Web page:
- The fighter then brings the opponent's elbow to his chest, by turning it over.
- The fighter turns his body to the opponent's far shoulder. Thus, exerting pressure over the opponent's wrist as well on the shoulder.
2.6. Cross Choke
Cross Choke is also an effective submission technique of BJJ in which you can use your opponent’s BJJ Gi against them. The fighter applies pressure to the side of the opponent's neck which restricts his blood flow. It is mostly applied from the mount or guard position. That is why it is safe to use because even if the fighter is unable to complete it, he will still be in a safe position.
This choke is relatively easy to learn but takes years of practice to master.
- The fighter is in the closed guard position.
- The fighter grips the opponent’s collar with one hand.
- On the other hand, the fighter holds down the opponent’s second hand.
- The fighter uses his one hand to grab the back of the opponent’s collar in such a way that the fighter’s hand is all the way behind the opponent's head.
- Even in this position, the opponent feels pressure on his artery.
- The fighter then uses his forearm to lift the opponent's chin, reach underneath his own arm, and grabs the side of the opponent's collar.
- In this position, the fighter chokes his opponent.
2.7. Heel Hook
For a significant amount of time, IBJJF ruled out the heel hook because of the increased chances of injury. Now, IBJJF has allowed this technique for brown and black belt levels. It is a grappling submission technique applied in BJJ to gain victory over an opponent. It twists the opponent's foot using the heel, forcing him to tap out. Among all the leg locks of BJJ, the heel hook is the most dangerous one.
It puts great pressure on the opponent's ankle, causing damage to his knee and feet.
This technique immobilizes your opponent immediately as it targets the weakest part of the body.
- The fighter is in the closed guard position.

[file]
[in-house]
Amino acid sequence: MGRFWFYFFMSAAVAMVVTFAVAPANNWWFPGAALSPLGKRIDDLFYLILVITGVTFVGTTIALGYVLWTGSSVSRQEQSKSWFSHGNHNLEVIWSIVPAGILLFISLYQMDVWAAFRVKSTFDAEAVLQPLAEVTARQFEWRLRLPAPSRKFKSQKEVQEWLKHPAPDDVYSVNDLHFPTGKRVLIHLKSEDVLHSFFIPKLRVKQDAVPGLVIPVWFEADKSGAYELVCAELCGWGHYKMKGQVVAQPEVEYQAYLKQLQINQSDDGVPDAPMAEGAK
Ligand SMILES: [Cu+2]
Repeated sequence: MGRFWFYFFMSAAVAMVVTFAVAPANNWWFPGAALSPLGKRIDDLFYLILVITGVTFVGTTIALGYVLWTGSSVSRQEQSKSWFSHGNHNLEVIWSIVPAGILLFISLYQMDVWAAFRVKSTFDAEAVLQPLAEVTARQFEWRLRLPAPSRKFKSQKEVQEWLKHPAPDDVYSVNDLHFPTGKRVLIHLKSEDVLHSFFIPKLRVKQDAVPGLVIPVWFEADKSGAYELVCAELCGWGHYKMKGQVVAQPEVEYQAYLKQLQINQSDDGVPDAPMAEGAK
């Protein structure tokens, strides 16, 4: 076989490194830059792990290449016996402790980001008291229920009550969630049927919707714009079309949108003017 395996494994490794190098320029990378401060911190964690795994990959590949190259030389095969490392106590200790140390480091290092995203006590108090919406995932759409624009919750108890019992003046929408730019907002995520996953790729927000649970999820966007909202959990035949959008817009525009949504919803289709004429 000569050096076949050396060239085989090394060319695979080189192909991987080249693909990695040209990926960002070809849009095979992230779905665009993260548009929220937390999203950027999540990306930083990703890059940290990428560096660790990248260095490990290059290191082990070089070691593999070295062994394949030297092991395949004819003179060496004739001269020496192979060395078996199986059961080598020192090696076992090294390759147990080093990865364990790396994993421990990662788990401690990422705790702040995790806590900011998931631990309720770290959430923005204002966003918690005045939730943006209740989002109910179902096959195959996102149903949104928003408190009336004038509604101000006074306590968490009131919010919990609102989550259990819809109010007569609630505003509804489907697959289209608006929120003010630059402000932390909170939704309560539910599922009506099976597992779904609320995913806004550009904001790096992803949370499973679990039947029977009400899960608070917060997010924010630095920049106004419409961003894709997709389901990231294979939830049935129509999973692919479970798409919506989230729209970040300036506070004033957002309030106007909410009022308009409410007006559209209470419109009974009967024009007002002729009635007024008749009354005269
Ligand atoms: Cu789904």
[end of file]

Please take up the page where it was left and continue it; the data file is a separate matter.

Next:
- As the fighter has locked his legs around the opponent's waist, the opponent tries to stand up.
- The fighter controls one of the opponent's heels, breaks the lock around the opponent's waist, and uses his one leg to wrap around the opponent's targeted leg.
- The fighter lifts his butt to imbalance his opponent so that he falls to the ground.
- The fighter traps the opponent’s foot with the lock of his own hands by creating a triangle of his own legs.
- The fighter then tucks the opponent’s foot under his armpit and twists it until he gets the submission
2.8. Guillotine Choke
It is also called the Jason Von Flue choke. It is not a blood choke in reality but depending on how a fighter executes, it can become a blood choke.
- At first, the fighter pulls the opponent’s head down under his own armpit.
- Then the fighter wraps his left arm around the opponent’s waist.
- The fighter moves his right arm below the opponent’s arm. The fighter then holds his own left wrist tightly.
- The fighter squeezes his elbow thus applying pressure on the opponent's neck.
- The fighter pulls his opponent to the ground.
- The fighter locks his leg around the opponent's waist thus, applying a closed guard.
- The fighter puts immense pressure on the opponent's head through his elbow, applying the Guillotine choke.
2.9. Arm Triangle Choke
The Arm Triangle Choke also known as “Kata Gatame” is a very famous BJJ submission technique. It is almost similar to a triangle choke, except that the fighter utilizes his arms instead of his legs. It disrupts the blood flow of your opponent. This is one of the few chokes of BJJ which can be executed by one hand.